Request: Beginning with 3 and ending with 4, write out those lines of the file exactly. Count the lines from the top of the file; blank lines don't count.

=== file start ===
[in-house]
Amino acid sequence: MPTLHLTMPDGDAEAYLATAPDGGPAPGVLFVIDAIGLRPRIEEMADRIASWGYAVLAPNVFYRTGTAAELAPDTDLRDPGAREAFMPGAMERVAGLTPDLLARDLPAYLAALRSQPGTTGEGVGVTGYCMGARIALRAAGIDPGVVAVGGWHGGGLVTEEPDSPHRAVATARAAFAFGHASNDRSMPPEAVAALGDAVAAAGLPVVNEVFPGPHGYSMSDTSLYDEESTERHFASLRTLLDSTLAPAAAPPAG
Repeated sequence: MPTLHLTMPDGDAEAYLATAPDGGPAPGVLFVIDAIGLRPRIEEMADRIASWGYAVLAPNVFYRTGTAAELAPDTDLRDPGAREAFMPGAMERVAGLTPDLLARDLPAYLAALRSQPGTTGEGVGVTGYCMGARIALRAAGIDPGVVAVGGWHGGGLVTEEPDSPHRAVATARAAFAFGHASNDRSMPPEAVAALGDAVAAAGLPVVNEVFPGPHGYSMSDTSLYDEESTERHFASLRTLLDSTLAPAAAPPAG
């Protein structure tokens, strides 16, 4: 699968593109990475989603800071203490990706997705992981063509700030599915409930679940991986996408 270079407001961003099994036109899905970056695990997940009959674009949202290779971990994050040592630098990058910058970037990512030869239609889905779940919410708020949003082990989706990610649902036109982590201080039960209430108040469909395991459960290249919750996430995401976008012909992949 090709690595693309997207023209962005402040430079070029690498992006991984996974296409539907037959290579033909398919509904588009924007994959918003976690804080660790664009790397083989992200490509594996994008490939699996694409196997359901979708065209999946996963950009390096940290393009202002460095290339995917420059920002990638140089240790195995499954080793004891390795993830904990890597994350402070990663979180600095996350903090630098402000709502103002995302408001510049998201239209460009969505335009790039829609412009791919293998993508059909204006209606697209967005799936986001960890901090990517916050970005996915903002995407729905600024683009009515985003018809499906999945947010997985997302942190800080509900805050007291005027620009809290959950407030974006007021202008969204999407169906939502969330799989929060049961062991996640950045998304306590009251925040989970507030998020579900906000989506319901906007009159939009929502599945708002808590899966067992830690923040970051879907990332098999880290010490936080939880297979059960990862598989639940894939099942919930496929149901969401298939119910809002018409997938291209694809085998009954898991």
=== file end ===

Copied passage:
Repeated sequence: MPTLHLTMPDGDAEAYLATAPDGGPAPGVLFVIDAIGLRPRIEEMADRIASWGYAVLAPNVFYRTGTAAELAPDTDLRDPGAREAFMPGAMERVAGLTPDLLARDLPAYLAALRSQPGTTGEGVGVTGYCMGARIALRAAGIDPGVVAVGGWHGGGLVTEEPDSPHRAVATARAAFAFGHASNDRSMPPEAVAALGDAVAAAGLPVVNEVFPGPHGYSMSDTSLYDEESTERHFASLRTLLDSTLAPAAAPPAG
């Protein structure tokens, strides 16, 4: 699968593109990475989603800071203490990706997705992981063509700030599915409930679940991986996408 270079407001961003099994036109899905970056695990997940009959674009949202290779971990994050040592630098990058910058970037990512030869239609889905779940919410708020949003082990989706990610649902036109982590201080039960209430108040469909395991459960290249919750996430995401976008012909992949 090709690595693309997207023209962005402040430079070029690498992006991984996974296409539907037959290579033909398919509904588009924007994959918003976690804080660790664009790397083989992200490509594996994008490939699996694409196997359901979708065209999946996963950009390096940290393009202002460095290339995917420059920002990638140089240790195995499954080793004891390795993830904990890597994350402070990663979180600095996350903090630098402000709502103002995302408001510049998201239209460009969505335009790039829609412009791919293998993508059909204006209606697209967005799936986001960890901090990517916050970005996915903002995407729905600024683009009515985003018809499906999945947010997985997302942190800080509900805050007291005027620009809290959950407030974006007021202008969204999407169906939502969330799989929060049961062991996640950045998304306590009251925040989970507030998020579900906000989506319901906007009159939009929502599945708002808590899966067992830690923040970051879907990332098999880290010490936080939880297979059960990862598989639940894939099942919930496929149901969401298939119910809002018409997938291209694809085998009954898991």